SEARCH

SEARCH BY CITATION

Kurt Albertine, professor of pediatrics, adjunct professor of internal medicine and neurobiology and anatomy, and director of the Research Microscopy Facility at the University of Utah Health Sciences Center, has been named editor in chief of the Anatomical Record, Part A, one of AAA's two flagship journals. 1

thumbnail image

Illustration 1. Kurt Albertine

Download figure to PowerPoint

Albertine, currently one of the journal's associate editors, begins his new role on 1 January 2006, when the present editor in chief Roger Markwald steps down after 8 years at the helm.

Among the goals Albertine has set for the journal, he envisages that the Anatomical Record will be “the premier integrative anatomy journal attracting reports of hypothesis-driven studies and lasting invited reviews.” By integrative anatomy, he explains, “I mean anatomical research that incorporates other disciplines, including (but not limited to) physiology, pathology, biochemistry and molecular biology, cell biology, and/or neuroscience.”

After doing his undergraduate work in biology at Lawrence University in Wisconsin, Albertine went on to complete his doctorate in anatomy at Loyola University of Chicago-Stritch School of Medicine in 1979. He received postdoctoral training in pulmonary physiology at the University of California, San Francisco Cardiovascular Research Institute, followed by the University of South Florida, the University of Pennsylvania, and Jefferson Medical College, before joining the Utah faculty in 1993 as associate professor of pediatrics. Albertine became a full professor in 1996.

Albertine's principal research focus is the molecular regulation of alveolar formation, which incorporates the disciplines of anatomy, morphometry and stereology, physiology, pathology, pharmacology, cell biology, and molecular biology. “Our studies offer a unique opportunity to identify molecular mechanisms that lead to dysregulated alveolar formation in a pediatric health problem that is eclipsed in incidence and cost by asthma only,” he notes.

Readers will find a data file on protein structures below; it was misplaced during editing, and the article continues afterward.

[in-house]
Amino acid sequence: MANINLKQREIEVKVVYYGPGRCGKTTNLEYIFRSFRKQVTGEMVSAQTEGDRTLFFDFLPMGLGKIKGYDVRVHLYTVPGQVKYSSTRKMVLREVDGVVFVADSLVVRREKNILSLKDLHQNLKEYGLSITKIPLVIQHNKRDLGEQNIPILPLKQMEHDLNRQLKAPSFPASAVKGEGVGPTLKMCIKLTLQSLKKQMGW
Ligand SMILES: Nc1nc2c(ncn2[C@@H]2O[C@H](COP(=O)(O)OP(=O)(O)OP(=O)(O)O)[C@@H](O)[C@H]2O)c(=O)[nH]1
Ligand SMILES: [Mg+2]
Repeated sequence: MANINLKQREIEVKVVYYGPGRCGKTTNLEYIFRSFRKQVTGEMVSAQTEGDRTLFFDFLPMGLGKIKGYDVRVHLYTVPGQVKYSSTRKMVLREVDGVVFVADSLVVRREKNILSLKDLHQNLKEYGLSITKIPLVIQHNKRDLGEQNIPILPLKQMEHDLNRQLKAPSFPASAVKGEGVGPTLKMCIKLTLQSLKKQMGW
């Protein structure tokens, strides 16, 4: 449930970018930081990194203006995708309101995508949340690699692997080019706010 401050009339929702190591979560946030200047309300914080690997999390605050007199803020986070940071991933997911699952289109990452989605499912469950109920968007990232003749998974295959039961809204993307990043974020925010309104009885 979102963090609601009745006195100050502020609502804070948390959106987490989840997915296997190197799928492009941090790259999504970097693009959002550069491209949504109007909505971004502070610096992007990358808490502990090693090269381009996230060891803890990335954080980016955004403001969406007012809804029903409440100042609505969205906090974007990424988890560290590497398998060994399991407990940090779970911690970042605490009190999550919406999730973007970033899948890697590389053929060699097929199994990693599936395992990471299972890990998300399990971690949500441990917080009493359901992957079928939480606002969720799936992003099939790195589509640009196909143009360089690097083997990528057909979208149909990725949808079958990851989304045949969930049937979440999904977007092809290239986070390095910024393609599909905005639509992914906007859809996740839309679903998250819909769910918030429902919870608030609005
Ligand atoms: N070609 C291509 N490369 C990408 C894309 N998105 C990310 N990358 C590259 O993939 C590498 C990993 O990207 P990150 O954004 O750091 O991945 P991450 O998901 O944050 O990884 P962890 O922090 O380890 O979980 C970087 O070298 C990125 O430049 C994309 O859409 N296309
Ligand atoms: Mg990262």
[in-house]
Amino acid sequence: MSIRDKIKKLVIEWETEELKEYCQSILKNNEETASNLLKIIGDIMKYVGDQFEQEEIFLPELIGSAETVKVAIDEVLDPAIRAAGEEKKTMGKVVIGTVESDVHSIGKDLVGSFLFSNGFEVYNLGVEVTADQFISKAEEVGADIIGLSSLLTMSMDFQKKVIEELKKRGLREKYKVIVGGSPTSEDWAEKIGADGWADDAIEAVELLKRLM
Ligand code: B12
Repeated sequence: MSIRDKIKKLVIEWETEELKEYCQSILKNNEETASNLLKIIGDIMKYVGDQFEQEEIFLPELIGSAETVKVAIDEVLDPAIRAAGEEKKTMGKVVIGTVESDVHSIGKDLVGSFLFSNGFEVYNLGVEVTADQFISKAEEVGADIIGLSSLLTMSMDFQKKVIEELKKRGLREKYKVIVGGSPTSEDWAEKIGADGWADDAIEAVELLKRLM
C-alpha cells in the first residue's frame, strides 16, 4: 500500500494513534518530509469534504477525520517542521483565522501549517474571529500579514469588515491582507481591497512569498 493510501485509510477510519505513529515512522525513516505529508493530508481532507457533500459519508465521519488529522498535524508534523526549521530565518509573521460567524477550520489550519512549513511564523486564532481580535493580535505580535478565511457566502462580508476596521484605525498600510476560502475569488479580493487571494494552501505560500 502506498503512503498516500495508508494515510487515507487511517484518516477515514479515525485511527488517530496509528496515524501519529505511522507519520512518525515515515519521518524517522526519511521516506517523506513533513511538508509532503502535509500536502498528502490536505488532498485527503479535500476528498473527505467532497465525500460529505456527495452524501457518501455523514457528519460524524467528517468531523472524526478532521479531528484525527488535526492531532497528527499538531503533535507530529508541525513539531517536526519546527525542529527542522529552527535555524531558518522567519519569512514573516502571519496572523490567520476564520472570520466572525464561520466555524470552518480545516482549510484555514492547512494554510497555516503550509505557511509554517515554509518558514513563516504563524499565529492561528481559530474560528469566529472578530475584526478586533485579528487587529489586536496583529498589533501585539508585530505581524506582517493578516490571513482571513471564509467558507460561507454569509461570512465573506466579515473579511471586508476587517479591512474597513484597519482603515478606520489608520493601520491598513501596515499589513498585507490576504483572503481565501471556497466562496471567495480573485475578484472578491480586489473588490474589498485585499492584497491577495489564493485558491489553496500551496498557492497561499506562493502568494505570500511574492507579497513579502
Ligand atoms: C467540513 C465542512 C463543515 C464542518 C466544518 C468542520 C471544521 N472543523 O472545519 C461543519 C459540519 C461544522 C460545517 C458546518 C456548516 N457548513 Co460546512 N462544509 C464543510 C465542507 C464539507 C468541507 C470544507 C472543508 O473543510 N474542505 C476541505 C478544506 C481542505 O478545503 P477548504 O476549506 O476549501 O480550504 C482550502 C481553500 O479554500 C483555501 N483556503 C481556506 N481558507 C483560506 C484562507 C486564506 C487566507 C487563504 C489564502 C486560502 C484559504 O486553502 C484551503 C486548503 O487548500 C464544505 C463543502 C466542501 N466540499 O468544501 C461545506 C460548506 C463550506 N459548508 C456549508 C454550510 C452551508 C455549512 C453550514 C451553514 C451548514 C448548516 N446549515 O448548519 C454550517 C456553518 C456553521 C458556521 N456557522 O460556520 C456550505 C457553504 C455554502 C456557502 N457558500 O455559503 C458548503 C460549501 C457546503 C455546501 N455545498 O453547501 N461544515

Beyond his research efforts, Albertine was instrumental in establishing a graduate training program for anatomy teacher-scholars at the University of Utah and bringing about institutional changes to reward faculty for their teaching-related endeavors. He recently stepped down as director of Utah's highly successful human anatomy course, now one of the most respected courses in the medical curriculum, thanks to Albertine's efforts over the past 5 years.

In addition to his role with the Anatomical Record, Albertine is on AAA's Educational Affairs Committee and on the editorial board of the American Journal of Physiology: Lung Cellular and Molecular. He belongs to numerous professional societies, among them the American Association of Clinical Anatomists, the American Physiological Society, the American Thoracic Society, the International Society of Lymphology, the Microscopy Society of America, the Perinatal Research Society, and the Society for Leukocyte Biology.

“With the advent of new imaging technologies, anatomy is once again a 'hot' field,” Albertine maintains. “I'll be using my links to other disciplines to stump aggressively for the Anatomical Record,” he says.